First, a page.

A legal case

Jeremiah’s message to Judah began with the presentation of a legal case against God’s people. According to the Mosaic Law, the Israelites were forbidden to worship any other God besides YHWH, the name of God translated into English as LORD. God chose this name as the personal name by which he related specifically to his chosen or covenant people (3068). The first three commandments of the Mosaic Law stated:

  1. Thou shalt have not other gods before me.
  2. Thou shalt not make unto thee any graven image, or any likeness of any thing that is in the heaven above, or that is in the earth beneath, or that is in the water under the earth.
  3. Thou shalt not bow down thyself  to them, nor serve them: for I the LORD thy God am a jealous God, visiting the iniquity of the fathers upon the children  unto the third and fourth generation of them that hate me. (Exodus 20:3-5)

The first three of the Ten Commandments given to the children of Israel dealt with idolatry because the covenant between God and his chosen people depended on a relationship existing between the two parties of the agreement. In some ways, the Ten Commandments were like a marriage contract that specified the terms for a divorce to take place. It was implied that both God and his people would be faithful to each other and remain in the relationship for ever. The reason why idolatry was off limits for them was because like adultery, it undermined the intimacy that was necessary for a loving relationship to exist. The only way the Israelites would trust God and depend on his provision for them was knowing God and God alone could take care of all their needs.

God’s issue with his people was not so much that they had broken his commandments , but that they had abandoned him for worthless idols. Speaking through Jeremiah, the LORD declared, “For my people have committed two evils; they have forsaken me the fountain of living waters, and hewed them out cisterns; broken cisterns, that can hold no water” (Jeremiah 2:13). A cistern was a man-made storage tank designed to capture rain and make it available throughout the year. The cistern was representative of an idol because it was cut or carved out of stone and signified man’s ability to live independent of God’s ongoing provision. God’s reference to broken cisterns that could hold no water was meant to highlight the fact that a cistern was useless without rain, which God still had to provide.

The Israelites’ desire for independence was seen by God as being the same as an unfaithful spouse. Particularly in the book of Hosea, God’s people were likened to “a wife of whoredoms” (Hosea 1:2). Rather than being thankful for what God had provided, the Israelites preferred to fend for themselves (Jeremiah 2;25) and to worship whomever they pleased (Jeremiah 2:31). In spite of their flagrant idolatry, God’s people claimed to be innocent of the charges God brought against them. It was only because they refused to repent that God proceeded with his judgment. Jeremiah declared the truth about the people’s attitude when he said, “Yet thou sayest, Because I am innocent, surely his anger shall turn from me. Behold, I will plead with thee, because thou sayest, I have not sinned” (Jeremiah 2:35).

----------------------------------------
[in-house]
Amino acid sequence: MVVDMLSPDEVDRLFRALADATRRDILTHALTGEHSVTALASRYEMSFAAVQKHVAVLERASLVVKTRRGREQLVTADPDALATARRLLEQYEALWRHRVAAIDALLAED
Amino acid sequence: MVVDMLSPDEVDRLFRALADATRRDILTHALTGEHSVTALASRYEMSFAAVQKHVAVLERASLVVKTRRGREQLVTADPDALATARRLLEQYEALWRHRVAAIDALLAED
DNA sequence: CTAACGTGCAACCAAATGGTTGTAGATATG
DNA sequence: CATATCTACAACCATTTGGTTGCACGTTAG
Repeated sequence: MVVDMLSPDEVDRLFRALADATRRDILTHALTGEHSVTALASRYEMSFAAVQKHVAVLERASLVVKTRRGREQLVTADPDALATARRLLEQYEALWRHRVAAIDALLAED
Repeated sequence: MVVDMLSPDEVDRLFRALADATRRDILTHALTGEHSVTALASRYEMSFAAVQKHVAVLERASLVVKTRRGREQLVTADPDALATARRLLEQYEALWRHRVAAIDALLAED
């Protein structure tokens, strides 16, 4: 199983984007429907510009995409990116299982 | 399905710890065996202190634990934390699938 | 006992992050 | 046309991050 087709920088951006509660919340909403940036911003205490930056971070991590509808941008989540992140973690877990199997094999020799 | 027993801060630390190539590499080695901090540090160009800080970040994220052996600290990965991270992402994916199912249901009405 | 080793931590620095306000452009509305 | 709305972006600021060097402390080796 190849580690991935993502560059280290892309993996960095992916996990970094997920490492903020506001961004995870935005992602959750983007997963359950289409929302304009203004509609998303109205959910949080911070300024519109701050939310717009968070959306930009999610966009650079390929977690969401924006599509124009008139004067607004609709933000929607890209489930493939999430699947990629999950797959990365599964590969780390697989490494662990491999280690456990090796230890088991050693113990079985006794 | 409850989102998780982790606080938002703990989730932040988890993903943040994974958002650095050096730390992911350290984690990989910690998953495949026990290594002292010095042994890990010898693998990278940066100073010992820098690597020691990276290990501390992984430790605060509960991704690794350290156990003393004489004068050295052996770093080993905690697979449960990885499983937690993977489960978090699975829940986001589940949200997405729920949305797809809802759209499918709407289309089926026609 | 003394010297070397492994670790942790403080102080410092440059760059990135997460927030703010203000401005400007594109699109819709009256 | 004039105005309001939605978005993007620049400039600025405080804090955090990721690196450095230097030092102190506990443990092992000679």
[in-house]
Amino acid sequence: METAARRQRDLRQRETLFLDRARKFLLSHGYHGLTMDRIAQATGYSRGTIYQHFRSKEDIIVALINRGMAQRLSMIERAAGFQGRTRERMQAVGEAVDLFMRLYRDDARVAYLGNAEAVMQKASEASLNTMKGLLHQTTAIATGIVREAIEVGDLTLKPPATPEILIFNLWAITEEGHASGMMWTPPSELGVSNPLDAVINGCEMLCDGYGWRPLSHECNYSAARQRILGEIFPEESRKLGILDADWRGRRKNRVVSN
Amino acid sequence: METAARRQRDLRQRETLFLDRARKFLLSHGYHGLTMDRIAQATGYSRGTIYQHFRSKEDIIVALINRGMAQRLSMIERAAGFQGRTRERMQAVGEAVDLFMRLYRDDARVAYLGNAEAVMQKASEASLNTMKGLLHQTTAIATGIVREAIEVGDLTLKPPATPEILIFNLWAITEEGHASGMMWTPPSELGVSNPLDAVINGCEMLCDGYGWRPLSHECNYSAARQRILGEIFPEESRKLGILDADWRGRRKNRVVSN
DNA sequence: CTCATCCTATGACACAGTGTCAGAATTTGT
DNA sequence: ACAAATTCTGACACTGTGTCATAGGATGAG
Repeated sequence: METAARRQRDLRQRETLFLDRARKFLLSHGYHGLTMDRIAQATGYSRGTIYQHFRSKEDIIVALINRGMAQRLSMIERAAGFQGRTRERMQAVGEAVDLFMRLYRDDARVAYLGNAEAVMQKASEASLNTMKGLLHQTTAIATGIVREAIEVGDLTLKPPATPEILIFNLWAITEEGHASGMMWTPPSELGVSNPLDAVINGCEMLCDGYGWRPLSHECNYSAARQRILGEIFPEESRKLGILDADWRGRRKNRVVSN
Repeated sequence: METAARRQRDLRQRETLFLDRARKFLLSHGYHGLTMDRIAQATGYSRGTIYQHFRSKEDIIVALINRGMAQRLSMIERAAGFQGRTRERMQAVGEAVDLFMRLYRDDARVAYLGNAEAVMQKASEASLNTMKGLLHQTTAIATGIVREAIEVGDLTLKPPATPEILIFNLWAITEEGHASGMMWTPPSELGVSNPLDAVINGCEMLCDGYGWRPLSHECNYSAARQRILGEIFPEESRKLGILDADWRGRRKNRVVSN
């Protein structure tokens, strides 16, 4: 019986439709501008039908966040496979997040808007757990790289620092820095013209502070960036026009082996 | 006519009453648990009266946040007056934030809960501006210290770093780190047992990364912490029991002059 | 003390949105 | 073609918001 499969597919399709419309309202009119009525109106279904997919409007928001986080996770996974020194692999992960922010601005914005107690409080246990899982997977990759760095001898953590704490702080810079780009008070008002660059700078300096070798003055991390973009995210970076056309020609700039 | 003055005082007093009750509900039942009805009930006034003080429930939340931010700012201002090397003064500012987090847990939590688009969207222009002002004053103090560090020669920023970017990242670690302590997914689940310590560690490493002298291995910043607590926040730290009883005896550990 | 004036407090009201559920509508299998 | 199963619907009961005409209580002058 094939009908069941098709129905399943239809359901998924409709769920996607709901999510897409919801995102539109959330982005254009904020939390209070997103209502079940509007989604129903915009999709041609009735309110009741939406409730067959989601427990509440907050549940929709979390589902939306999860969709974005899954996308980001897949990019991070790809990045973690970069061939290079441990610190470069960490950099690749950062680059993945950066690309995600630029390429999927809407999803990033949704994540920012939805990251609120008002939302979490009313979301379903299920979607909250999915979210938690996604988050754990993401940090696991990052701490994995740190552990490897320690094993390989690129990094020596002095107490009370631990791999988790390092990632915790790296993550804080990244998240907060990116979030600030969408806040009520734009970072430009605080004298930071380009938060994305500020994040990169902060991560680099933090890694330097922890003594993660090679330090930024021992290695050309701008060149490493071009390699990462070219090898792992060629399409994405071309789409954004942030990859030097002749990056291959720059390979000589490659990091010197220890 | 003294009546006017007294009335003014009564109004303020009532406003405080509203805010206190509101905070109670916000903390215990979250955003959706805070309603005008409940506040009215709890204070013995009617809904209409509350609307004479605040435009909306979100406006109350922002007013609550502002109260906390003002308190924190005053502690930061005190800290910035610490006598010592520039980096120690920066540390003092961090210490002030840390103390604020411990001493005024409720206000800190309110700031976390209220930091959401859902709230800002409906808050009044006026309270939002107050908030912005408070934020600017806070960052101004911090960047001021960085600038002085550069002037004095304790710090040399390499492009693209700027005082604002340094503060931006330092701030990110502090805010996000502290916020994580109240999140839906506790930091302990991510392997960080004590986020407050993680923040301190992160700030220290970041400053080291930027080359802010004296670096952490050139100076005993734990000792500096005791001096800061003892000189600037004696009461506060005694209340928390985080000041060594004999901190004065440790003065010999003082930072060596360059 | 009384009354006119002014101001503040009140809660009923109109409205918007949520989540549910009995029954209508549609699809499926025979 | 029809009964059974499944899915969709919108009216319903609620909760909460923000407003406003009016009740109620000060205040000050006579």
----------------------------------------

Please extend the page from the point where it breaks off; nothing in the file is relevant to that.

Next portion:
Self-sufficiency

God’s relationship with the nation of Israel was based on his personal relationship with Abraham and his descendants. The name Israel was given to Jacob, Abraham’s grandson, when Jacob prevailed in a wrestling match with God. Jacob was told, “Thy name shall be called no more Jacob, but Israel: for as a prince hast thou power with God and with man, and hast prevailed” (Genesis 32:28).

Jacob’s power was essentially an ability to overcome or not give up. One interpretation of the name Israel is “he struggles with God” (note on Hosea 12:4). Jacob’s personality could be seen in the nation that bore his name when Israel relied on its own self-sufficiency to deal with the oppressive Assyrian empire. Like Jacob, the nation of Israel thought it could outwit the king of Assyria, but Hosea declared, “the Assyrian shall be his king, because they refused to return” (Hosea 11:5).

Initially, Jacob’s family went to live in Egypt because of a widespread famine that depleted the food supply in Canaan (Genesis 41:57). While they were living in Egypt, the people of the children of Israel increased in numbers and became stronger than the Egyptians, so they were made slaves and were afflicted by Pharaoh. “But the more they afflicted them the more they multiplied and grew” (Exodus 1:12).

Israel’s ability to handle affliction was in a sense what made it both great and stubborn at the same time. Describing Israel’s sin against God, Hosea declared, “Ephraim compasseth me about with lies, and the house of Israel with deceit: but Judah yet ruleth with God, and is faithful with the saints” (Hosea 11:12).

Ephraim, the recipient of Jacob’s blessing, was described as a liar and a cheat in keeping with the character of Jacob, who stole his brother’s birthright (Genesis 25:31) and lied to his father to obtain his blessing (Genesis 27:19). Hosea went on to say, “Ephraim feedeth on the wind, and followeth after the east wind: he daily increaseth lies and desolation; and they do make a covenant with the Assyrians” (Hosea 12:1).

One way to look at Hosea’s condemning remarks was that Israel’s trouble was all Ephraim’s fault. Jacob’s grandson had become just like him and Ephraim was the instigator of his nation’s decline. The cause of the decline was Ephraim’s self-sufficiency and pride. Hosea stated, “And Ephraim said, Yet I am become rich, I have found me out substance: in all my labours they shall find none iniquity in me that were sin” (Hosea 12:8).